A schematic diagram of a converter formed in accordance with the invention that incorporates the qualities enumerated under l and (2) above is illustrated in FIG. 1. Its operation is hereinafter discussed with reference to the associated characteristic voltage and current waveforms illustrated in FIGS. 2 A-D.

The converter illustrated in FIG. 1 comprises: a voltage source designated e,,; two capacitors designated C,, and C,,; two silicon controlled rectifiers designated CR, and CR,,; an inductor designated L with a winding designated W, a transformer designated X having a primary winding designated W, and a secondary winding designated W four diodes designated D,, D D and D a smoothing capacitor designated C,,; and, a load designated R For purposes of description, the elements connected to W, are herein referred to as the primary section and the elements connected to W, are referred to as the secondary section.

C,, and C,, are connected in series and across the terminals of the voltage source e,,. The junction between C,, and the positive terminal of e, is connected to the anode of CR,,. The cathode of CR,, is connected to the junction between C,, and the negative terminal of e,. W, is connected in series with W, from the junction between C,, and C,, to the junction between the cathode of CR,, and the anode of CR,,.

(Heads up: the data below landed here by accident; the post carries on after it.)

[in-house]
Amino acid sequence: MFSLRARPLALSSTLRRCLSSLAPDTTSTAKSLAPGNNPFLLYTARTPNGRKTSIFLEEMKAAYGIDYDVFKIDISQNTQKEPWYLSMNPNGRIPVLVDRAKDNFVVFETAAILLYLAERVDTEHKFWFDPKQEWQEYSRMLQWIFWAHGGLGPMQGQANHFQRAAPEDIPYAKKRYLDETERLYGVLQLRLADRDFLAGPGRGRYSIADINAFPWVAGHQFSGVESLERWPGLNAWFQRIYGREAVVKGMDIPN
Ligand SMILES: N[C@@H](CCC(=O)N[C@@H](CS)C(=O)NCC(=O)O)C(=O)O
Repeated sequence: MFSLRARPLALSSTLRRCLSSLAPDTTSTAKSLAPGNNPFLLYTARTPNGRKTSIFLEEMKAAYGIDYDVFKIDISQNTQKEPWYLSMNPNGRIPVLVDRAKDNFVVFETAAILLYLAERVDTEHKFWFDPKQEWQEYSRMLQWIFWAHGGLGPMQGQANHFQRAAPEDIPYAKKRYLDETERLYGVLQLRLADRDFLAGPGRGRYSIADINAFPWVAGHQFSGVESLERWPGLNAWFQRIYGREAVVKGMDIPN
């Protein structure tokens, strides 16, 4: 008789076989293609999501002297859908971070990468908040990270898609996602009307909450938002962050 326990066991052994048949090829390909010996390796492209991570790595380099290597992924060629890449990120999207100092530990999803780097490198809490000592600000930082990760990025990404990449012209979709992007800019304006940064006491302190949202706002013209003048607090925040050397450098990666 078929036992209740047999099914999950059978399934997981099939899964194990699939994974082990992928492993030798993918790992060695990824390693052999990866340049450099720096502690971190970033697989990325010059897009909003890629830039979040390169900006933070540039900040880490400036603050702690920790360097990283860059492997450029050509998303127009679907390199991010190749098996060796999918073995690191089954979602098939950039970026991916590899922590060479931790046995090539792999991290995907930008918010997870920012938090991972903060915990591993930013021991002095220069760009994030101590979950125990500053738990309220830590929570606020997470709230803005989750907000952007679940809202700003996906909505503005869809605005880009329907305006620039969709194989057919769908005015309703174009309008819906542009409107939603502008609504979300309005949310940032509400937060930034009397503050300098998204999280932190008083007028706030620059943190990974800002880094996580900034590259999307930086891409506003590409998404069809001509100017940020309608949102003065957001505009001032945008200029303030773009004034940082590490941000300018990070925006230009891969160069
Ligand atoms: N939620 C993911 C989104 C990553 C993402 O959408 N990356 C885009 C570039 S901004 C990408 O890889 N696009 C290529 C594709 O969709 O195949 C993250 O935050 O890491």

The cathodes of D, and D are connected together as are the anodes of D and D The cathode of D, is connected to the anode of D, and the cathode of D, is connected to the anode of D Hence, D,, D D and D, are connected in a bridge configuration. W is connected from the junction between D, and D to the junction between D, and D, and C,, is connected from the junction between D, and D to the junction between D, and D,. R, is connected in parallel with C,,.

The power switches of the above described converter, the two silicon controlled rectifiers CR,, and CR,,, conduct current in the following sequence: